The Twowings is a cool, low-priced breathalyzer to have around the house, as long as you aren’t going to make life-or-death decisions based on its results.
Specs for the Twowings Professional Breathalyzer:
9. Drager Alcotest 3820 Breathalyzer
We almost didn’t include the Drager 3820 in the Groom+Style rankings, since it’s much more breathalyzer than just about anyone (except police officers) would ever need. Not only is it approved by the National Highway Traffic Safety Administration, it’s approved as an evidentiary breathalyzer.
In other words, its readings would stand up as evidence in court. That’s how accurate it is.
The Drager uses a proprietary electro-chemical sensor to deliver those accurate results, tested to be within 0.0017%. That may sound a little less accurate than a few of the breathalyzers we’ve already discussed, but here’s the difference: the Drager’s readings don’t “drift” over time, which is highly unusual.
This model is virtually the same as the breathalyzers the company manufactures specifically for law enforcement agencies, which use it for more than 30 million measurements every year.
It works faster and in more extreme temperatures than competitive models, it features one-touch operation plus an automatic reminder when the unit has to be sent for recalibration, and stores the last ten readings it’s taken.
It’s also the most expensive breathalyzer sold for personal use.
The Drager 3820 is designed for professionals, with a price tag to match. But if you want the very best breathalyzer at any cost, this is the one you want.
What you should know about the Drager Alcotest 3820 Breathalyzer:
10. Alco-Screen 2 Minute Saliva Test
OK, you caught us. This isn’t actually a breathalyzer – but since many businesses and parents buy alcohol detection products in order to test employees or children for alcohol use, the review team decided to include these test strips.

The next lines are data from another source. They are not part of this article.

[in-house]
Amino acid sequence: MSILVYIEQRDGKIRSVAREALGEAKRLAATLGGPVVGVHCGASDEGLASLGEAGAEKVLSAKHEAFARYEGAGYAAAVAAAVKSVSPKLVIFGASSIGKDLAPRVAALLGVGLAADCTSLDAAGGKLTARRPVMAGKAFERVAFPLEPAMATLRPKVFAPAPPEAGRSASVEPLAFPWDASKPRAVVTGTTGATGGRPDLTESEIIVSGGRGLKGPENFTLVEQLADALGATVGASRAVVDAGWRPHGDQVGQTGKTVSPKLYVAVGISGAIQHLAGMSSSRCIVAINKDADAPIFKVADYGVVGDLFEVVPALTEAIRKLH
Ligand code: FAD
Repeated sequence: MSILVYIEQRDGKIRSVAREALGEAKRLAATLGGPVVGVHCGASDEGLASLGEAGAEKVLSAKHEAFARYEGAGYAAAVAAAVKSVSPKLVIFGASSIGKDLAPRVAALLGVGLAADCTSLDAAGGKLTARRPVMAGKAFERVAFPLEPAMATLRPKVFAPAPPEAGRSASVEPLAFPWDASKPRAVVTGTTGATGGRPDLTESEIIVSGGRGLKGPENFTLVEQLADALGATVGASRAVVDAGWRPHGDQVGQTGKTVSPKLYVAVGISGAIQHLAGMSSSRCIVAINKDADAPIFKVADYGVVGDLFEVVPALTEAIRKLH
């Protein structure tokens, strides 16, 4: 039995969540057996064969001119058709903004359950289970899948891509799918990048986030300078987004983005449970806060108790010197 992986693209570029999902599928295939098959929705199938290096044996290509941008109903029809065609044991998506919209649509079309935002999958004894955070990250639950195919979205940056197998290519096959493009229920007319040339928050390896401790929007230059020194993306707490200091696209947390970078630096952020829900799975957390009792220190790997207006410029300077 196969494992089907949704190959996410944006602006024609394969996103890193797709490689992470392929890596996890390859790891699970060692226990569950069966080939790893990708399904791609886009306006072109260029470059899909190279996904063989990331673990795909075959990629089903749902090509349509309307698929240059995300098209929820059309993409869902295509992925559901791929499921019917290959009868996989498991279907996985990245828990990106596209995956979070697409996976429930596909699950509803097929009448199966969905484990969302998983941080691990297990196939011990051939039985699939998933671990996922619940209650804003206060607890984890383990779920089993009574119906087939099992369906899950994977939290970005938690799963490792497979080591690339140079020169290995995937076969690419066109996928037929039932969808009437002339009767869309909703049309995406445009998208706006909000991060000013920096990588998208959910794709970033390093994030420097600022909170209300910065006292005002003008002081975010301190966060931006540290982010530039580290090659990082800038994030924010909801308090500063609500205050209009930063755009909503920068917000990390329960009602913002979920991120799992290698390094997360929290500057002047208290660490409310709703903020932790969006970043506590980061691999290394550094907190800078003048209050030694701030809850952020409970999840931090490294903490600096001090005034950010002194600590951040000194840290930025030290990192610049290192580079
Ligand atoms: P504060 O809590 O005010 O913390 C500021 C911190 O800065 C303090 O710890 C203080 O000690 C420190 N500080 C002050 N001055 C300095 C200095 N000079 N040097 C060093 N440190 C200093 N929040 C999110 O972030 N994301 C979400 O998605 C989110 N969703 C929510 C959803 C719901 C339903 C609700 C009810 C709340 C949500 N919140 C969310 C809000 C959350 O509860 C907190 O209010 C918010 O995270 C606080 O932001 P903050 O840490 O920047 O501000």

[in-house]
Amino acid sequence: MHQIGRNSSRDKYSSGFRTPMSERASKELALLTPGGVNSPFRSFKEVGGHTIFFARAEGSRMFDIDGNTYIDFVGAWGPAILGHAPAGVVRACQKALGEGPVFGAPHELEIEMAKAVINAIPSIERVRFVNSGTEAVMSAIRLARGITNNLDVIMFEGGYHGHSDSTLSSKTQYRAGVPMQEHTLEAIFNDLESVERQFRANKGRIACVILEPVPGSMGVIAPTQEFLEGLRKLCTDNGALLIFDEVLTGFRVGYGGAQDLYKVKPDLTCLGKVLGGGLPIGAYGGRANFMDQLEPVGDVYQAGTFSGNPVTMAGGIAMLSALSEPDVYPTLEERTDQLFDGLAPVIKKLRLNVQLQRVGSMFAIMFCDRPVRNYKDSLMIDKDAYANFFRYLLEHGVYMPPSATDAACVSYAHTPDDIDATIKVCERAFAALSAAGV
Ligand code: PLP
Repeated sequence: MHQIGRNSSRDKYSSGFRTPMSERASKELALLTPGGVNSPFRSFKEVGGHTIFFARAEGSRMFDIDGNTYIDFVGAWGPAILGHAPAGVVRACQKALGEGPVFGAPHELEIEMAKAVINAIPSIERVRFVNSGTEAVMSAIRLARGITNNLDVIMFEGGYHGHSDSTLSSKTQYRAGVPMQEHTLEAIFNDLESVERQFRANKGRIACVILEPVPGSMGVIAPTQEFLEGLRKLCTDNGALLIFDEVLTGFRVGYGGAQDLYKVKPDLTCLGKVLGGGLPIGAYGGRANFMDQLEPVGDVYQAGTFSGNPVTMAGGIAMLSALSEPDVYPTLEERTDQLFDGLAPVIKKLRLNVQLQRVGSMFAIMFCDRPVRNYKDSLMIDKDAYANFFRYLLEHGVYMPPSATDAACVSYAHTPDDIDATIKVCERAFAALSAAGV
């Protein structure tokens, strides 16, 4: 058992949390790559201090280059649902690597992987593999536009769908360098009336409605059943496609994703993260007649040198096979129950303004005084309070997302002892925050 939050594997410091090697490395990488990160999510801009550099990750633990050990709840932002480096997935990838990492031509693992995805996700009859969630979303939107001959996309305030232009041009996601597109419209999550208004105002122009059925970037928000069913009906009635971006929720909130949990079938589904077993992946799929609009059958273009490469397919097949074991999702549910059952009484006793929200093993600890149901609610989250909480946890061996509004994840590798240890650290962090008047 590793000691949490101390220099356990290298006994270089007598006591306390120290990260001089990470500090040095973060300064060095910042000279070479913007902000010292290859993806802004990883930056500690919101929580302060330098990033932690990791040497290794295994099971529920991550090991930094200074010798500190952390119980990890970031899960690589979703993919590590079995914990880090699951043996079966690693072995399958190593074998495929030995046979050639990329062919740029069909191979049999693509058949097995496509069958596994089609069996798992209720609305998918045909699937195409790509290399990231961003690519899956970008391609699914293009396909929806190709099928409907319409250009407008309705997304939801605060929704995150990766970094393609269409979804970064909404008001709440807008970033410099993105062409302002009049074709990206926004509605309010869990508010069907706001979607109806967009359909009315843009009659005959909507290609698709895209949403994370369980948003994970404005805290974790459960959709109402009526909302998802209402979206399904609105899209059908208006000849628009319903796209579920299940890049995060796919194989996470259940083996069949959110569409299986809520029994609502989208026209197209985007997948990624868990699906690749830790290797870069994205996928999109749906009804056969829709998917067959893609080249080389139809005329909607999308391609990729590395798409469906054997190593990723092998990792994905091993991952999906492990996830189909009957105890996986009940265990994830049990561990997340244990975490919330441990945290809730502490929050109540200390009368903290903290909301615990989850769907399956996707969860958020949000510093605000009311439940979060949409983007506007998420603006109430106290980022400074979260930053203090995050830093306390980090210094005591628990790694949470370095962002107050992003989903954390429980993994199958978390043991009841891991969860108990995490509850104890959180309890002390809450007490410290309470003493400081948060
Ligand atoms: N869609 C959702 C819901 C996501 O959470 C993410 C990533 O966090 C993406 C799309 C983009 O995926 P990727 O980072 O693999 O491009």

The Alco-Screen tests are sold in a box of 24 (with expiration dates that typically are about one year past the purchase date), making them extremely cost-effective at just over $1 per test.
The strips measure the alcohol that’s in saliva, and are able to detect blood-alcohol concentrations higher than 0.02% after a two-minute waiting period. They’re only sensitive to the presence of alcohol for several hours and won’t give you a specific BAC reading; they only tell you if the concentration is higher than 0.02%.
If that’s what you need – they work.
The Alco-Screen is only intended to test for whether someone’s been drinking, not how much they’ve drunk. For that purpose, these strips are well worth their price.
Explaining the Alco-Screen 2 Minute Saliva Test:
Best Breathalyzer Buying Guide
There are a number of reasons that people might want a breathalyzer: to test their kids to see if they’ve been drinking, for “entertainment” purposes at parties, to spot-check employees or bartenders who are suspected of drinking on the job.
But let’s be honest. Most people who buy breathalyzers do it so they can check their blood-alcohol content before driving.
That’s not a bad motivation. Even though drunk-driving fatalities have dropped dramatically in recent years, impaired drivers still kill nearly ten thousand people every year in America alone. And on a more practical level for those deciding whether to start their car, a drunk driving conviction can easily cost many thousands of dollars and even time in prison, just for a first offense.
Personal breathalyzers won’t stop a drunk driver, unless they’re court-ordered machines rigged to prevent a car from starting with an impaired driver behind the wheel. But they can often remove the guesswork for people who think they’re OK to drive, but aren’t 100% certain whether they’d pass a breath test if pulled over at a checkpoint or in a routine traffic stop.
For those folks, it’s important to know what a personal breathalyzer can and can’t do – and that largely depends on the technology the machine uses.
Personal Breathalyzer Technology
There are essentially three methods by which breathalyzers work. One of them, however, isn’t suitable for the kind of personal use you’d generally think about.
An infrared optical scanner measures molecules’ ability to absorb light, and then identifies the molecules to determine whether – and how much – alcohol is present. This type of breathalyzer is the most accurate, since it won’t get confused by other substances or alcohol that’s in “mouth saliva” when the alcohol has recently been consumed.